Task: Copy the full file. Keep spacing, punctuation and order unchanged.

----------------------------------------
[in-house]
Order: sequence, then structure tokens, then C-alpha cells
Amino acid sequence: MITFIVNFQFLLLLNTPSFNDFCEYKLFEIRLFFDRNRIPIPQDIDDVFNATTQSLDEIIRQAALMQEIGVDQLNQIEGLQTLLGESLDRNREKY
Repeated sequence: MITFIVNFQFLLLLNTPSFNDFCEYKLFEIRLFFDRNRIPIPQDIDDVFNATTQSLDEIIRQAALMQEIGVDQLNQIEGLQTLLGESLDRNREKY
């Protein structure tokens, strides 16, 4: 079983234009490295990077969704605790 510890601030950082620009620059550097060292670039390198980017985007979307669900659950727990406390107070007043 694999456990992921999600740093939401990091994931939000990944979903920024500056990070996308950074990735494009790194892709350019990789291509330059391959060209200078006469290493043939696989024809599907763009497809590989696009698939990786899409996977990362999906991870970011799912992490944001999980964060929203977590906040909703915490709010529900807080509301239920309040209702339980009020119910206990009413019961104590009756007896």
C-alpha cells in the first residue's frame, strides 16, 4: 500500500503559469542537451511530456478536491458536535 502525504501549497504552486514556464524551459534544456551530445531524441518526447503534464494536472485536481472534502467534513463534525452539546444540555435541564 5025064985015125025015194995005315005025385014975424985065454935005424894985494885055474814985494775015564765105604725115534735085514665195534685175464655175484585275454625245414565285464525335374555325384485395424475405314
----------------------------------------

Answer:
[in-house]
Order: sequence, then structure tokens, then C-alpha cells
Amino acid sequence: MITFIVNFQFLLLLNTPSFNDFCEYKLFEIRLFFDRNRIPIPQDIDDVFNATTQSLDEIIRQAALMQEIGVDQLNQIEGLQTLLGESLDRNREKY
Repeated sequence: MITFIVNFQFLLLLNTPSFNDFCEYKLFEIRLFFDRNRIPIPQDIDDVFNATTQSLDEIIRQAALMQEIGVDQLNQIEGLQTLLGESLDRNREKY
């Protein structure tokens, strides 16, 4: 079983234009490295990077969704605790 510890601030950082620009620059550097060292670039390198980017985007979307669900659950727990406390107070007043 694999456990992921999600740093939401990091994931939000990944979903920024500056990070996308950074990735494009790194892709350019990789291509330059391959060209200078006469290493043939696989024809599907763009497809590989696009698939990786899409996977990362999906991870970011799912992490944001999980964060929203977590906040909703915490709010529900807080509301239920309040209702339980009020119910206990009413019961104590009756007896």
C-alpha cells in the first residue's frame, strides 16, 4: 500500500503559469542537451511530456478536491458536535 502525504501549497504552486514556464524551459534544456551530445531524441518526447503534464494536472485536481472534502467534513463534525452539546444540555435541564 5025064985015125025015194995005315005025385014975424985065454935005424894985494885055474814985494775015564765105604725115534735085514665195534685175464655175484585275454625245414565285464525335374555325384485395424475405314